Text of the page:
Quick Introduction to the Computer Lab for Windows Lovers
This document explains how to use the terminals for browsing (including
WebAssign), editing simple Microsoft Office documents, spreadsheets,
and accessing flash memory drives.
You need to get a Physics department computer account to use these
machines. These accounts are NOT the same as your University mail
account. See your instructor or ask the receptionist in 201 JFB.
The terminals in the lab are not really stand-alone computers. They
are ``thin clients'', that is, they are graphical displays with a
network connection to powerful servers that manage sessions for many
users at the same time. You must first select a server to manage your
session. Then you log in to the server.
You should see a bunch of server icons on the left of your screen.
Double-click on the one appropriate to your class. For Physics
3730/6720 you should choose one of three: ``cygnus'', ``draco'', and
``orion''. Once you have selected the appopriate server, you should
see a login banner. Enter your assigned login user name and password
in the space provided. Unix is case-sensitive, so be sure to type
upper and lower case exactly as given. If you are successful, you
will get the window manager screen.
If this is the first time you have logged in, you must change
your password. Do this in three steps explained in the next four
paragraphs: (1) Choose a good password. (2) Open a terminal
window. (3) Use the Unix passwd command to make the change.
Do this in three steps explained in the next four paragraphs: (1)
Choose a good password. (2) Open a terminal window. (3) Use the Unix
passwd command to make the change.
Your password is a string of
letters, numbers, and/or special characters that you can remember
easily but others would find it very difficult to guess. Unix
distinguishes upper and lowercase letters. For the sake of security
on this system, we urge you to choose your password wisely. Don't use
names and words found in dictionaries. A combination of letters and
numbers, upper and lowercase and/or special characters is good. Your
password should contain at least six characters. For example, you
could create a password from the first letters of a mnemonic phrase,
such as ``H,llwht!'' for ``Houston, looks like we have
trouble!''. (But don't use this one, now! Make up your own.)
Open the root window menu by
right-clicking with the mouse in an empty space on your screen.
Select ``Open Terminal''.
The terminal window is the
basic interface for typing in commands. Any command or other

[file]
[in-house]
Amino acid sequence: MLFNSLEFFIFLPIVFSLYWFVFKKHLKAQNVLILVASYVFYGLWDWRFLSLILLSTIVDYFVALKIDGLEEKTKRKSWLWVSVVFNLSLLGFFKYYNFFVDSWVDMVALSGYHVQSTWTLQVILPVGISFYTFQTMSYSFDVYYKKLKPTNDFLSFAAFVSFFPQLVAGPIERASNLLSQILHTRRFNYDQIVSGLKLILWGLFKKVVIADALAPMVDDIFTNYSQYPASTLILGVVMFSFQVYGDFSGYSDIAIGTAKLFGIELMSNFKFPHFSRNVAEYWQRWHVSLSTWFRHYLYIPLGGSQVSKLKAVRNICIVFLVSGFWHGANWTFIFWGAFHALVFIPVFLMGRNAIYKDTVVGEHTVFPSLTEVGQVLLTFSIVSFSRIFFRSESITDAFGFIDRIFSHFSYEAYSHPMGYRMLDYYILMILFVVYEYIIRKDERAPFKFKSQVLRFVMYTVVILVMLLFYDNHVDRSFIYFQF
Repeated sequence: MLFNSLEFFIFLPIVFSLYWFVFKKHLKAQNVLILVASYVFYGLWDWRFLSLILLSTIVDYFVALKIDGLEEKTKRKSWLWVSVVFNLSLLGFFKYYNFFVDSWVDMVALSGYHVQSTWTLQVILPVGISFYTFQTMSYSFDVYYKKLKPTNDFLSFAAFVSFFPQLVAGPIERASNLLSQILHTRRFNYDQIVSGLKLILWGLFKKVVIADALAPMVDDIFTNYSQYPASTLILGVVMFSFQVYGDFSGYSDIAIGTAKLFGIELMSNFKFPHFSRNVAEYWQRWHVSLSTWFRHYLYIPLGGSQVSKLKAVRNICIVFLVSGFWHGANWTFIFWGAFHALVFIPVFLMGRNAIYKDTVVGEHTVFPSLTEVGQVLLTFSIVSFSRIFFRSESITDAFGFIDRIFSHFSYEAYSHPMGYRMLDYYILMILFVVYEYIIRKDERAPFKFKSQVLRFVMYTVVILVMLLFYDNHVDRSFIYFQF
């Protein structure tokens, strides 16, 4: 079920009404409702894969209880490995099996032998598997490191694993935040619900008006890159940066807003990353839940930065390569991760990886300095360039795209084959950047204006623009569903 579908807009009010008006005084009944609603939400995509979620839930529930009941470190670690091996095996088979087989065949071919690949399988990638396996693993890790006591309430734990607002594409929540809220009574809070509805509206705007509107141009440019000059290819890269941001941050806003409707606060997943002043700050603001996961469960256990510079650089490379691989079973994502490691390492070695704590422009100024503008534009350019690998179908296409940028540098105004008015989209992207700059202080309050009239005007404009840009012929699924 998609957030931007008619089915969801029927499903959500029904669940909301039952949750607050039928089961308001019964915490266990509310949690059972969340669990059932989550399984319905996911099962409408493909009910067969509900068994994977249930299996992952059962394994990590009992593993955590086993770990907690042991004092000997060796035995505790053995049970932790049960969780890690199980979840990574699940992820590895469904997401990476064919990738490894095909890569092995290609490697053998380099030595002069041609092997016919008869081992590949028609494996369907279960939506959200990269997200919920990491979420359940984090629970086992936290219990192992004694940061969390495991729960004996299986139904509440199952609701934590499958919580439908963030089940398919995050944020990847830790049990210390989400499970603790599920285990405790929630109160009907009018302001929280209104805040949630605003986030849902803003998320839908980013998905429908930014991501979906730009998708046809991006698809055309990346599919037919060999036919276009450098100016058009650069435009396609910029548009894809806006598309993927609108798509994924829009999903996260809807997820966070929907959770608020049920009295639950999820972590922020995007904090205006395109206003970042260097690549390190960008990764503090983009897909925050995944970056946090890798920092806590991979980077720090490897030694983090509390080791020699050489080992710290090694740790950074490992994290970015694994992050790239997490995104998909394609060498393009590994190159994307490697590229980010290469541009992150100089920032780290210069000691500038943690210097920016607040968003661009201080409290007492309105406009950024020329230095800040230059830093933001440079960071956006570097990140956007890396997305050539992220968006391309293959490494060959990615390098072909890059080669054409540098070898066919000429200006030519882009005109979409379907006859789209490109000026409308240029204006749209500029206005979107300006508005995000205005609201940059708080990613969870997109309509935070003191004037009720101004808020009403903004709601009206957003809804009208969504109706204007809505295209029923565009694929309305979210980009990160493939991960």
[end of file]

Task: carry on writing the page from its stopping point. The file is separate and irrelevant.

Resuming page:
information you type will not be interpreted until you hit <Enter>. Before that, you may hit <Backspace> to redo the
previous character. To redo the entire command from the beginning,
hold down the <Ctrl> key while typing u. (This operation
is abbreviated C-u in these notes.)
After you have invented a new
password, type passwd<Enter> (it i.e. the letters passwd followd by the Enter key) at the prompt in a terminal window
to run the procedure that changes your password. You will first be
asked for your old password, then your new choice, and you will be
asked to repeat your new choice to verify that you didn't make a
typing mistake. You may change your password as often as you want
using this method. It takes about one hour for the change to take
effect, so you may have to continue to use your old password for a
At the top of your screen you should see an ``Applications'' pull-down
menu. Use it to select ``Applications'' -> ``Internet'' ->
``Firefox''. You can also start Firefox from a Terminal window by
typing the command firefox &.
The LibreOffice application understands and can edit simple Windows
documents. This includes Excel spreadsheets and Microsoft Word
To run LibreOffice, select Application->Office->LibreOffice Writer
(for Word), Calc (for spreadsheets). You can also start it from a
terminal window by typing the command libreoffice &. If you
already have a Word file, say ``foo.docx'', you can open the document
from a terminal window with the command libreoffice foo.docx &.
It EXTREMELY IMPORTANT to log out when you
leave the console so the next user won't have access to your
account. There are two ways to do this. (1) Select System->Log Out on
the top menu bar. This logs you out and kills your session. (2)
Click the ``X'' at the top right of the big session window. This
kills the display, but your session can be restored if you log back in
to the same server.
Please do not lock your screen unless you are just taking a quick
bathroom break. The terminals are shared by everyone. Locked sessions
will be killed by the administration.
This document was generated using the
translator Version 2008 (1.71) Copyright © 1993, 1994,
1995, 1996, Nikos Drakos, Computer
Based Learning Unit, University of Leeds.
The translator was augmented by "uces.sty" and
"uces.perl" (version 3.0b), which are available from the
at the University of Utah.